Friday Five - The medtech week in review

Medtech’s No. 1 admits PAD data omission; but rallies on earnings beat

Medtronic at the end of last week admitted a programming error had led to the omission of mortality data in the statistical analysis of two- and three-year follow-up results of the ongoing IN.PACT Global post-market study. The company’s IN.PACT Admiral is one of the leading brands of paclitaxel-coated balloons used to treat peripheral artery disease, and the news comes at a time where a debate is raging over a potential higher mortality risk linked to these devices, as a meta-analysis by Katsanos et al found in December.

Adding fuel to the fire is a notice, issued four days after Medtronic’s omission admission, in the journal Circulation pointing to a serious mistake in the reported five-year mortality rates in a study comparing Cook Medical’s Zilver PTX drug-coated stent for PAD against standard balloon angioplasty.

[See The Wider View: Oops, they did it again - could Cook Medical, Medtronic mortality data slip-ups weaken paclitaxel-in-PAD standing?]

Medtronic’s top executives did not mention anything about the data error when discussion the company’s third fiscal quarter results; instead, attention was focused on the firm having turned in another solid performance and beating expectations again. Heartened by its results, Medtronic raised its revenue and earnings guidance for the full fiscal 2019, which ends April 30. The company attributed the growth to a strong performance from its minimally invasive therapies and restorative therapies business groups, which help offset weakness in its cardiovascular unit. Diabetes, which had been reporting double-digit growth of over 20 percent since Q4 FY2018, posted a much more modest sales increase of 6 percent. Medtronic’s executives pointed out that this was largely due to difficult year-on-year comparisons, and that this will continue to impact diabetes’ Q4 sales, before normalising in fiscal 2020.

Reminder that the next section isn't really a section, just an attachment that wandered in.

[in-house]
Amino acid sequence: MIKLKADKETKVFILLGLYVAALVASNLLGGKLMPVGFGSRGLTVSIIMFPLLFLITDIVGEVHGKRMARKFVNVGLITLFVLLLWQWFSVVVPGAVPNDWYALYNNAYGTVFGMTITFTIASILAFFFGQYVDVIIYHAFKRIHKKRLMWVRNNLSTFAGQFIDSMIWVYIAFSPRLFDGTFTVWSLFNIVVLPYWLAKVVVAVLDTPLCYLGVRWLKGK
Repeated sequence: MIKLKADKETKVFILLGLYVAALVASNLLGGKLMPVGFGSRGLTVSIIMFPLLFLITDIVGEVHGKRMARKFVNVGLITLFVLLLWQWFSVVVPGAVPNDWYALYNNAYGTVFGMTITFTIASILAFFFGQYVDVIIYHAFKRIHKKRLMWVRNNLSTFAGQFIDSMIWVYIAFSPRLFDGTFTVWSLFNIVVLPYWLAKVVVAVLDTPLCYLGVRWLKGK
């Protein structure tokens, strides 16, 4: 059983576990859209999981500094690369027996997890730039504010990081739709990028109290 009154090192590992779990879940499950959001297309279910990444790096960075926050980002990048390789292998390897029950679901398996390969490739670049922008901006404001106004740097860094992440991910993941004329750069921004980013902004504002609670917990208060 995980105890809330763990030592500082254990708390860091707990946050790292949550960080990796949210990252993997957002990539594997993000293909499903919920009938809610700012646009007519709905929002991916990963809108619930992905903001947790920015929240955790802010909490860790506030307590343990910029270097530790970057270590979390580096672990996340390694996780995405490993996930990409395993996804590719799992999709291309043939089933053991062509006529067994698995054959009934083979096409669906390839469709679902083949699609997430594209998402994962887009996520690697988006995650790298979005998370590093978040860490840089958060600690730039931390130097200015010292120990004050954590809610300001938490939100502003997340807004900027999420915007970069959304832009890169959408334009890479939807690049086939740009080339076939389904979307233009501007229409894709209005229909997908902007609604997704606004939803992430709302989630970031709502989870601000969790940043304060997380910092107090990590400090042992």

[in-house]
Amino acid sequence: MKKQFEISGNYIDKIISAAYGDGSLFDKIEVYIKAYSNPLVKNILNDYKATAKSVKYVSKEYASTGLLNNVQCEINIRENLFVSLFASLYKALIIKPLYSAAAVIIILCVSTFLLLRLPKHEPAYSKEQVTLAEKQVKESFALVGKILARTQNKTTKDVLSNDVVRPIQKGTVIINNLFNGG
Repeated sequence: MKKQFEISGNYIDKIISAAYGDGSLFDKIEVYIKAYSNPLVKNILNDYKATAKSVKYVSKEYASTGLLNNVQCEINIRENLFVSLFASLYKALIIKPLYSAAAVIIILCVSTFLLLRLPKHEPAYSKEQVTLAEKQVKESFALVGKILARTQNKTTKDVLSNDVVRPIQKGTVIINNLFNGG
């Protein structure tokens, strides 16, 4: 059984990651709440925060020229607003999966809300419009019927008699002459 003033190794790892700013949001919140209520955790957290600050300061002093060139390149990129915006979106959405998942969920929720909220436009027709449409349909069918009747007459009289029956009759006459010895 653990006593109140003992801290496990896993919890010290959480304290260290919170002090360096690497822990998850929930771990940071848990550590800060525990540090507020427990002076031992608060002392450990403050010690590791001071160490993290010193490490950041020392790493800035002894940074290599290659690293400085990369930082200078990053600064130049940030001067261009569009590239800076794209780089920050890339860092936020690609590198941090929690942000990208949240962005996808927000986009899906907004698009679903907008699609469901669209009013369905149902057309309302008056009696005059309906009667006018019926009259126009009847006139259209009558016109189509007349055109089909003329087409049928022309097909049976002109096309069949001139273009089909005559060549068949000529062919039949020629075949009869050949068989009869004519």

[See The Wider View: Diabetes still Medtronic’s rising star, not fallen angel]


Abbott teams up to push digitalisation of diabetes solutions

Abbott, which saw diabetes care sales jump 28 percent on the back of ongoing strong market adoption of its FreeStyle Libre continuous glucose monitoring system, has teamed up with Novo Nordisk to enhance the digital features of this product. In this non-exclusive partnership, Abbott will integrate insulin dose data from Novo Nordisk's pre-filled and durable connected pens directly into the digital health tools compatible with Abbott's FreeStyle Libre system, including the FreeStyle LibreLink mobile app. The app is an integral component of the diabetes management solution that Abbott is building around FreeStyle Libre; it allows the patient to just wave their smartphone over the glucose sensor that is worn on the back of their upper arm, and get real time readings of their glucose levels, as well as assess their glucose history over a time period.